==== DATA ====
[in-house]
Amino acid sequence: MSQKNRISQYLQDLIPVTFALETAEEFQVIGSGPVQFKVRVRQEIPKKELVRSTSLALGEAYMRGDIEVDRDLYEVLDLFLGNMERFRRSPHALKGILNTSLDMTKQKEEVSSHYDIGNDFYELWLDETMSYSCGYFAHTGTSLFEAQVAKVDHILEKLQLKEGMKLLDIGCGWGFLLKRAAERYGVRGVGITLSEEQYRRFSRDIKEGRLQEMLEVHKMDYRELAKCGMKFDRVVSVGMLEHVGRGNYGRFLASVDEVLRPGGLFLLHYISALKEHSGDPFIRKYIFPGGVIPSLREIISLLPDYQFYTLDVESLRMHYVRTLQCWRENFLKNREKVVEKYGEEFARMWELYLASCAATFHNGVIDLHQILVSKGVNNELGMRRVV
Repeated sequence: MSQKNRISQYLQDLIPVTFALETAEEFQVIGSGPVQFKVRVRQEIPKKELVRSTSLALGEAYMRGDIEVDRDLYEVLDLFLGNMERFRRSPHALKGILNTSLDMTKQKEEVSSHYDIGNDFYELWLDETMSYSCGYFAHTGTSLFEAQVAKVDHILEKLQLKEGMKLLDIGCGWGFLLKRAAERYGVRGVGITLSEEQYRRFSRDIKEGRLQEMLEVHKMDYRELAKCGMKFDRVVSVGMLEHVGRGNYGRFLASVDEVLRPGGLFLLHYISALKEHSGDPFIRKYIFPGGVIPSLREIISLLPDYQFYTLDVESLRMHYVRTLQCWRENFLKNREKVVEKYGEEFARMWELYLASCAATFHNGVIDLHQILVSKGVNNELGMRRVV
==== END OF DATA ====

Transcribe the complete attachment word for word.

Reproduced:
[in-house]
Amino acid sequence: MSQKNRISQYLQDLIPVTFALETAEEFQVIGSGPVQFKVRVRQEIPKKELVRSTSLALGEAYMRGDIEVDRDLYEVLDLFLGNMERFRRSPHALKGILNTSLDMTKQKEEVSSHYDIGNDFYELWLDETMSYSCGYFAHTGTSLFEAQVAKVDHILEKLQLKEGMKLLDIGCGWGFLLKRAAERYGVRGVGITLSEEQYRRFSRDIKEGRLQEMLEVHKMDYRELAKCGMKFDRVVSVGMLEHVGRGNYGRFLASVDEVLRPGGLFLLHYISALKEHSGDPFIRKYIFPGGVIPSLREIISLLPDYQFYTLDVESLRMHYVRTLQCWRENFLKNREKVVEKYGEEFARMWELYLASCAATFHNGVIDLHQILVSKGVNNELGMRRVV
Repeated sequence: MSQKNRISQYLQDLIPVTFALETAEEFQVIGSGPVQFKVRVRQEIPKKELVRSTSLALGEAYMRGDIEVDRDLYEVLDLFLGNMERFRRSPHALKGILNTSLDMTKQKEEVSSHYDIGNDFYELWLDETMSYSCGYFAHTGTSLFEAQVAKVDHILEKLQLKEGMKLLDIGCGWGFLLKRAAERYGVRGVGITLSEEQYRRFSRDIKEGRLQEMLEVHKMDYRELAKCGMKFDRVVSVGMLEHVGRGNYGRFLASVDEVLRPGGLFLLHYISALKEHSGDPFIRKYIFPGGVIPSLREIISLLPDYQFYTLDVESLRMHYVRTLQCWRENFLKNREKVVEKYGEEFARMWELYLASCAATFHNGVIDLHQILVSKGVNNELGMRRVV